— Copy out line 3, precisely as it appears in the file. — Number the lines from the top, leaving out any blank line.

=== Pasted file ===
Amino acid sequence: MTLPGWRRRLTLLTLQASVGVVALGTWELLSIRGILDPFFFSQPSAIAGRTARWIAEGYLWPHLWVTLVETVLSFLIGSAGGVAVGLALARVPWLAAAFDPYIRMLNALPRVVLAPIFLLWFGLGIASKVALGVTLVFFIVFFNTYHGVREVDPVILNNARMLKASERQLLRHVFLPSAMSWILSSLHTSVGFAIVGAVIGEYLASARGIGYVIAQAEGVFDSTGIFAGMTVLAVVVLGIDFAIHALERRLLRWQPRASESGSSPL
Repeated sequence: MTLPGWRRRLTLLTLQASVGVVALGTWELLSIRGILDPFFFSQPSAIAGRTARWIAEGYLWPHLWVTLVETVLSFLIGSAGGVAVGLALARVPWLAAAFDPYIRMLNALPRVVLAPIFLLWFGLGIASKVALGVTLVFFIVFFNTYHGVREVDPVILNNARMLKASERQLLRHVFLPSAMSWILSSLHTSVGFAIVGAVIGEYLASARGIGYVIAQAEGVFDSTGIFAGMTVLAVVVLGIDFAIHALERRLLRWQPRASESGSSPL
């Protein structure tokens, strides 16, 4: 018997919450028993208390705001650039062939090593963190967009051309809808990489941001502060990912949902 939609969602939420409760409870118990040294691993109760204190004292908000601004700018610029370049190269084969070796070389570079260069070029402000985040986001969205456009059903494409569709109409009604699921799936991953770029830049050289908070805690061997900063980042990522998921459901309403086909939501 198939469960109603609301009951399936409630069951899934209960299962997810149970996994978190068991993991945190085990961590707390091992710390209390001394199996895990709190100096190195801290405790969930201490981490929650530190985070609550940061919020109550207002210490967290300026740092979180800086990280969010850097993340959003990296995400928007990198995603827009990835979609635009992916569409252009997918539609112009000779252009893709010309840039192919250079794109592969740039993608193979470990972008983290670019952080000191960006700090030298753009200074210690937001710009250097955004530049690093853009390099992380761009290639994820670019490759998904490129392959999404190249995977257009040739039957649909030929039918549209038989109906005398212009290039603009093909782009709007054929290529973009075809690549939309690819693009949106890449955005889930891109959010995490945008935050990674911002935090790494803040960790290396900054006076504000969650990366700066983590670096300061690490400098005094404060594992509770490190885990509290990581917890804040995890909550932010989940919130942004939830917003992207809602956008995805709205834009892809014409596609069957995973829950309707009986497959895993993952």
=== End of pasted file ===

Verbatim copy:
């Protein structure tokens, strides 16, 4: 018997919450028993208390705001650039062939090593963190967009051309809808990489941001502060990912949902 939609969602939420409760409870118990040294691993109760204190004292908000601004700018610029370049190269084969070796070389570079260069070029402000985040986001969205456009059903494409569709109409009604699921799936991953770029830049050289908070805690061997900063980042990522998921459901309403086909939501 198939469960109603609301009951399936409630069951899934209960299962997810149970996994978190068991993991945190085990961590707390091992710390209390001394199996895990709190100096190195801290405790969930201490981490929650530190985070609550940061919020109550207002210490967290300026740092979180800086990280969010850097993340959003990296995400928007990198995603827009990835979609635009992916569409252009997918539609112009000779252009893709010309840039192919250079794109592969740039993608193979470990972008983290670019952080000191960006700090030298753009200074210690937001710009250097955004530049690093853009390099992380761009290639994820670019490759998904490129392959999404190249995977257009040739039957649909030929039918549209038989109906005398212009290039603009093909782009709007054929290529973009075809690549939309690819693009949106890449955005889930891109959010995490945008935050990674911002935090790494803040960790290396900054006076504000969650990366700066983590670096300061690490400098005094404060594992509770490190885990509290990581917890804040995890909550932010989940919130942004939830917003992207809602956008995805709205834009892809014409596609069957995973829950309707009986497959895993993952």